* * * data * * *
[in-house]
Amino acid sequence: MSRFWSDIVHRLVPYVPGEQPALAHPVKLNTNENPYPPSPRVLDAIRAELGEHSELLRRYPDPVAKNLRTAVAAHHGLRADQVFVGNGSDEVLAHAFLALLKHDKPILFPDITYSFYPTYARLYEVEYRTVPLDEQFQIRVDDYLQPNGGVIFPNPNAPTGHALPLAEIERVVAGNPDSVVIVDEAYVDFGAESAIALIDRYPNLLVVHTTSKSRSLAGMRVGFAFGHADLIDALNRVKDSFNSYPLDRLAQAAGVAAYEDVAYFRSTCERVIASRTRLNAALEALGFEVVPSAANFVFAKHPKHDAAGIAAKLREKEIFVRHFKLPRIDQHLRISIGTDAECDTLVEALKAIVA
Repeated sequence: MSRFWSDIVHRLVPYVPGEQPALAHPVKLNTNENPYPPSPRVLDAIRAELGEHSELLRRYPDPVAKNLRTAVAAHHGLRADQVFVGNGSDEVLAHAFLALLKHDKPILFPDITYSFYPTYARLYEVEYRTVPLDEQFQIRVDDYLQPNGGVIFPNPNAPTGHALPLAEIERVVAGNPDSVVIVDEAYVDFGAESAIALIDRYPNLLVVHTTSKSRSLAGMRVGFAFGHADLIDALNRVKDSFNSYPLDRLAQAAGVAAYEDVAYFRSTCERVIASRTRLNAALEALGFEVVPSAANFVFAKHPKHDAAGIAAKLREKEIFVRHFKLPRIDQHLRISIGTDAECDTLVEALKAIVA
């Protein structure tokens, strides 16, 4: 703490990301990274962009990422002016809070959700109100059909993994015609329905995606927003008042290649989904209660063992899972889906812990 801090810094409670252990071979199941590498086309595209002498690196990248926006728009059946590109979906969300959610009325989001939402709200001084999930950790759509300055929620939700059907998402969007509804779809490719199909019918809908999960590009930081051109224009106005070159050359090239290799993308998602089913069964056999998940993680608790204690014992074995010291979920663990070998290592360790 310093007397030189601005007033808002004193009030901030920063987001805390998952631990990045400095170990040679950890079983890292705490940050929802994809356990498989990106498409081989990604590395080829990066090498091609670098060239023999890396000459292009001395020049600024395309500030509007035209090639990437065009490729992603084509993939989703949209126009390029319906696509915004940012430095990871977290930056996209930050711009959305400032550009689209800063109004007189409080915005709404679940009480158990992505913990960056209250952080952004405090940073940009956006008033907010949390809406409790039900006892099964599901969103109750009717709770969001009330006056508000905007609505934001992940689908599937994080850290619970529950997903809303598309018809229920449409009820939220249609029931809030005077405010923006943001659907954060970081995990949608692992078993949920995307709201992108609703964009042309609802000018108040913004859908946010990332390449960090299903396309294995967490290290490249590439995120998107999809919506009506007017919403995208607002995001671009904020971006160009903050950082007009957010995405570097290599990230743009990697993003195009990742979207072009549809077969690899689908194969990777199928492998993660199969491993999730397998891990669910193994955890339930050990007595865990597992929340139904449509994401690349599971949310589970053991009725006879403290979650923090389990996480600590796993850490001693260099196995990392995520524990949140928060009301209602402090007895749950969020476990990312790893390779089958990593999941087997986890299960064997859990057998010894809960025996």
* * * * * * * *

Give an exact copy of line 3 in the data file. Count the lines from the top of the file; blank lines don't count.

Repeated sequence: MSRFWSDIVHRLVPYVPGEQPALAHPVKLNTNENPYPPSPRVLDAIRAELGEHSELLRRYPDPVAKNLRTAVAAHHGLRADQVFVGNGSDEVLAHAFLALLKHDKPILFPDITYSFYPTYARLYEVEYRTVPLDEQFQIRVDDYLQPNGGVIFPNPNAPTGHALPLAEIERVVAGNPDSVVIVDEAYVDFGAESAIALIDRYPNLLVVHTTSKSRSLAGMRVGFAFGHADLIDALNRVKDSFNSYPLDRLAQAAGVAAYEDVAYFRSTCERVIASRTRLNAALEALGFEVVPSAANFVFAKHPKHDAAGIAAKLREKEIFVRHFKLPRIDQHLRISIGTDAECDTLVEALKAIVA